Viewing page 19 of 63


[[image - black and white portrait photograph of James W. Baldwin]]
[[caption]] J. W. BALDWIN. [[/caption]]

Mr. JAMES W. BALDWIN principal of Sumner School, Kansas City, Missouri, began teaching in early life, before he was able to maintain himself in a boarding school.

The following will indicate the winding, up-hill path

[[end page]]
[[start page]]


he trod to reach Lincoln Institute, and the easiness of his journey after leaving.

At the age of sixteen he taught his first school in the little village of Pilot Grove, Missouri. From Pilot Grove, we find him at Dresden, Fayette, Moberly, Kirksville, Trenton, Richmond, Paris and Kansas City, at each of which places he gave eminent satisfaction as a teacher, and the young men and young women whom he has fitted for the schoolroom are the best evidences of his superior ability as an educator. The following record stamps him as one of the leading self-made men of his race in the West: He was for twenty years principal of the best schools in the State, for year a trustee of Wilberforce University, four years grand secretary of the Dual Lodge of Good Templars, a delegate to numerous State conventions, a prominent and leading thirty-second degree Mason, the Grand High Priest of the State of Missouri and jurisdiction. He finished the public schools at Sedalia, Missouri, in 1875, and entered Lincoln Institute the same year, completing the second-year course in 1876. After a number of years of faithful work in the educational field, he was granted a State certificate by the Board of Regents of Lincoln Institute.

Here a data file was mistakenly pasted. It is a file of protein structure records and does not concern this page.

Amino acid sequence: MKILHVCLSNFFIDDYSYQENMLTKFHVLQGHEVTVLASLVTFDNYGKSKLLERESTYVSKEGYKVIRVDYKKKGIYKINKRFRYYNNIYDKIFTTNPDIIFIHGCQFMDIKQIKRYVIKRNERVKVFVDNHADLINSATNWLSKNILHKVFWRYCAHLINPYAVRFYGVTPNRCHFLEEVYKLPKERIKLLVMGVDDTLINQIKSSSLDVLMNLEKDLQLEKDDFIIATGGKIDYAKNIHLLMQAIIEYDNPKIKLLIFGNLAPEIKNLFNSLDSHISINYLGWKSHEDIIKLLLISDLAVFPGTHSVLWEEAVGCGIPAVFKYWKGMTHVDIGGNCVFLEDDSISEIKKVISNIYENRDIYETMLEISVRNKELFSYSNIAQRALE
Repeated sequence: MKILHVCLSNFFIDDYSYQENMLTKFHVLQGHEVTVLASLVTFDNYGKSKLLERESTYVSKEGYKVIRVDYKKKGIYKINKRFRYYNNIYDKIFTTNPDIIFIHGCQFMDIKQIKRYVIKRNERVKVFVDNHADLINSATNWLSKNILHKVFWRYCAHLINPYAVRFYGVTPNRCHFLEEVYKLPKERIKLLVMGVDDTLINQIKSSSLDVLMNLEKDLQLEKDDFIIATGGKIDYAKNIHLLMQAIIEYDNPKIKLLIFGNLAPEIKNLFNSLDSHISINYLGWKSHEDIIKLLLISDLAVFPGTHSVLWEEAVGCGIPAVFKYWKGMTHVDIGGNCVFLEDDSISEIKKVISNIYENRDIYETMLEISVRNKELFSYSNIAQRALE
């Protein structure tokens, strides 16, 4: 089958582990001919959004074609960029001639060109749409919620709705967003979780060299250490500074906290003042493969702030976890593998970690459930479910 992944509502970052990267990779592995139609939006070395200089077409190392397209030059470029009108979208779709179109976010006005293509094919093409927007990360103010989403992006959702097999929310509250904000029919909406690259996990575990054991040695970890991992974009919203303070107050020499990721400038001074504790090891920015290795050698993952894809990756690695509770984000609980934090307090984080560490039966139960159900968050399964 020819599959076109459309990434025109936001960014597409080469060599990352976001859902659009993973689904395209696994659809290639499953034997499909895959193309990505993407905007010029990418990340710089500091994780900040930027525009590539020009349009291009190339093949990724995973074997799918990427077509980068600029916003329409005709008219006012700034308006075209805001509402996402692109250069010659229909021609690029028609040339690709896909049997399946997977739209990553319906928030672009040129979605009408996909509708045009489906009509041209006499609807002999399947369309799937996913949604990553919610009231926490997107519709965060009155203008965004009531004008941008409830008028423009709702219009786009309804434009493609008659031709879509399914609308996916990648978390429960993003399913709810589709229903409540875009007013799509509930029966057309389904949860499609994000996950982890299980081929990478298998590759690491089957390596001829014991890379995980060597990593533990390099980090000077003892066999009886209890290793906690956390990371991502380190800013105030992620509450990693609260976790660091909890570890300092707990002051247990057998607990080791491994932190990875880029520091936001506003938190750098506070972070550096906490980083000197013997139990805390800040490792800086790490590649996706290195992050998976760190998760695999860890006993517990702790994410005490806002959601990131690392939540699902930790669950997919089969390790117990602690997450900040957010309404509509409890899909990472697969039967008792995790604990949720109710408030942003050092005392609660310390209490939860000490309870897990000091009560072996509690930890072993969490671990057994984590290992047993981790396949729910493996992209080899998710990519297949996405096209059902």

He is a Sunday-school superintendent, secretary of a Building and Loan Association owned and operated by white men, one of the founders of the Missouri State Teachers' Association, a prolific writer for newspapers and educational journals, owner of valuable real estate, principal of one of the best schools in Kansas City, loved by his pupils and patrons, respected by the col-

Please note that the language and terminology used in this collection reflects the context and culture of the time of its creation, and may include culturally sensitive information. As an historical document, its contents may be at odds with contemporary views and terminology. The information within this collection does not reflect the views of the Smithsonian Institution, but is available in its original form to facilitate research. For questions or comments regarding sensitive content, access, and use related to this collection, please contact